So my advice, as given on Twitter, is: find a society near you that caters for indie scholars or researchers, join it, and get involved. I’d recommend the SRA for anyone in or near the UK/Ireland. They offer events, training, support with research ethics, good deals on insurance, a magazine and newsletter, a directory of members’ services, and we’re currently trialling access to academic literature for members, with other benefits in the pipeline. There is an equivalent-ish organisation in Australia called the Market and Social Research Society, though some tweeps expressed disquiet at the thought of being lumped in with the market researchers. There will also be discipline-specific societies, as @deborahbrian pointed out, for e.g. educational researchers, sociologists, anthropologists, etc. Each society should be able to give you information about how many indies they have in their membership, and what they do to support independent scholars or researchers, before you join.

I was looking forward to meeting other independent Fellows of the Academy of Social Sciences. Turns out I’m the first. There are one or two who are indie now, after decades as professors, but that’s not the same. I would love it if there was a society for indie researchers and scholars, and am rather hoping someone will disagree with me enough to start one. I’d certainly join.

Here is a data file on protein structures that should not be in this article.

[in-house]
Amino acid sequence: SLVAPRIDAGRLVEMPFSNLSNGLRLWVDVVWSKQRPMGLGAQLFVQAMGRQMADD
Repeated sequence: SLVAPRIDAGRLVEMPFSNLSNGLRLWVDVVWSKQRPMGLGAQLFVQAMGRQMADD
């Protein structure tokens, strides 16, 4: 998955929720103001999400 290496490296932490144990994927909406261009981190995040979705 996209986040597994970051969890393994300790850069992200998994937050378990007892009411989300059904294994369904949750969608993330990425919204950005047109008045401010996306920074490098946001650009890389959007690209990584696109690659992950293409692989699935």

4 thoughts on “Society For Indie Researchers?

  1. Interesting blog Helen Kara. What about raising the profile of indie researchers by making sure trainee academics know its an option. I am sure there are many PhDer’s like myself who already work freelance in creative industries who would be interested in working independently at the end of the their course of study.

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  2. Thank you 🙂 and good point. I do what I can. In fact I’m speaking later today at the British Sociological Association Postgraduate Forum Pre-Conference Day on this very subject as part of their ‘careers round table’. And I talk about it at every workshop I teach, and I blog about it, and tweet about it… but there’s only one of me, so inevitably my reach is limited. I’m not sure how/whether we can embed it more firmly into the doctoral curriculum. Food for thought!

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  3. Thanks for sharing this, Helen. I’m really interested in this idea, but feel I want to take a step back and ask, who do we mean when we talk of independent scholars, what are their needs, and what would such a society look like? Given the cost and commitment required to run a traditional society, as you note, I wonder whether a sort of virtual network might be a good starting point? Sharing experience and resources, developing a collective identity, thinking aloud about what a more supportive environment for independent scholars might look like?

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    • I imagine if it was going to be a global society (and why shouldn’t it be?) it would need to be virtual. But that still requires commitment, and probably also cost. And, as you so rightly say, a lot of thought!